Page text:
Oh, and then there are those founding ideals that we supposedly take seriously about ourselves.  Do we really take them seriously?  Setting aside the debate over specific policies regarding immigration, what do our alleged ideals dictate should be our attitude toward a clearly racist president making policy based on racist attitudes?

Or, do we really not take these ideals seriously (or worse, do we really take the Taney interpretation after all?).

And yes, by the way, I understand and acknowledge (before it is brought up in the comments) that US history is replete with racism and denial of the aspirational interpretation of Jefferson’s words.  Regardless, we are very much at a moment in which we need to assess how seriously we take that aspiration.

FILED UNDER: *FEATURED, US Politics
Steven L. Taylor
About Steven L. Taylor
Steven L. Taylor is Professor of Political Science and Dean of the College of Arts and Sciences at Troy University. His main areas of expertise include parties, elections, and the institutional design of democracies. His most recent book is the co-authored A Different Democracy: American Government in a 31-Country Perspective. He earned his Ph.D. from the University of Texas and his BA from the University of California, Irvine. He has been blogging since 2003 (originally at the now defunct Poliblog). Follow Steven on Twitter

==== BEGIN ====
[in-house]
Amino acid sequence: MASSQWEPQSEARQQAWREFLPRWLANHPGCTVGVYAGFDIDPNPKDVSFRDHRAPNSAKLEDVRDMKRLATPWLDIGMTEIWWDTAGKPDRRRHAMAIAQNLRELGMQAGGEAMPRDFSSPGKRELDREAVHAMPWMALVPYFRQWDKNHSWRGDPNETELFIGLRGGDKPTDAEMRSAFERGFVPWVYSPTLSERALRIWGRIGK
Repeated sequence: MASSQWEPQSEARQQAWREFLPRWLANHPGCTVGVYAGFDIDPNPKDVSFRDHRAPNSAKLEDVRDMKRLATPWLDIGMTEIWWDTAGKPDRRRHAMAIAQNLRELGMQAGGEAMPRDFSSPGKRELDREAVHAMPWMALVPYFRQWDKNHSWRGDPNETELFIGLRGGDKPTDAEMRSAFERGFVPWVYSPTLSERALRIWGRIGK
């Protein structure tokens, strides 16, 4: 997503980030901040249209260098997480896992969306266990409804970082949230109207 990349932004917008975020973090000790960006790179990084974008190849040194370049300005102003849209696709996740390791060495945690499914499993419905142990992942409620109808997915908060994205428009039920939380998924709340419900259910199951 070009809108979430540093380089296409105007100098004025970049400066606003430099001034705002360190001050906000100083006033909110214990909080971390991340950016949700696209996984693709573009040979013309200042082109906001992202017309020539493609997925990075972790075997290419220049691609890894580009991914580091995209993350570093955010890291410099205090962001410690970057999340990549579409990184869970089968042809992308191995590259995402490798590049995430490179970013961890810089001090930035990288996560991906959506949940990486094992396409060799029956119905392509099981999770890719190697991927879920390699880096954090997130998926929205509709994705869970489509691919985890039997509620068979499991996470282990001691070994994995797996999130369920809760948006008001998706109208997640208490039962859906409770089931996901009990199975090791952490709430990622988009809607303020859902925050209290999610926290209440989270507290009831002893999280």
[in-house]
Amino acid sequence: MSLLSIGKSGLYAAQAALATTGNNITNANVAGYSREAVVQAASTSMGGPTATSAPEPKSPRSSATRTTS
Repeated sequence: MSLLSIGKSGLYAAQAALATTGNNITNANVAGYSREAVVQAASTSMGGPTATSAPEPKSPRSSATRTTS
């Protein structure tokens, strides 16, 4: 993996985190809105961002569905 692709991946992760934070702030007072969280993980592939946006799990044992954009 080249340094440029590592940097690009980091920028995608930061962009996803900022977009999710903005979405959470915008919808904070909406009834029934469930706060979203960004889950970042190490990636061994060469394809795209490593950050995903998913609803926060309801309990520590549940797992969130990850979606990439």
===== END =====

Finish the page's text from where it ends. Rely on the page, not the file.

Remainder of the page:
Comments

  1. Matt Bernius says:

    As part of research for a project, I’ve been tracking debates about Trump within the commenting threads of different populist conservative websites. And it seems like the key divide between Never- and Pro- Trump supporters can seen as ideology versus action.

    Most “Never Trumpers” see him as lacking any core ideology and ultimately a false standard bearer for conservative values.

    Trump supporters typically frame their arguments in terms of “the enemy of my enemy is my ally.” All that appears to matters to them (based on their comments) is that he’s producing the results that they want — ideological purity be damned.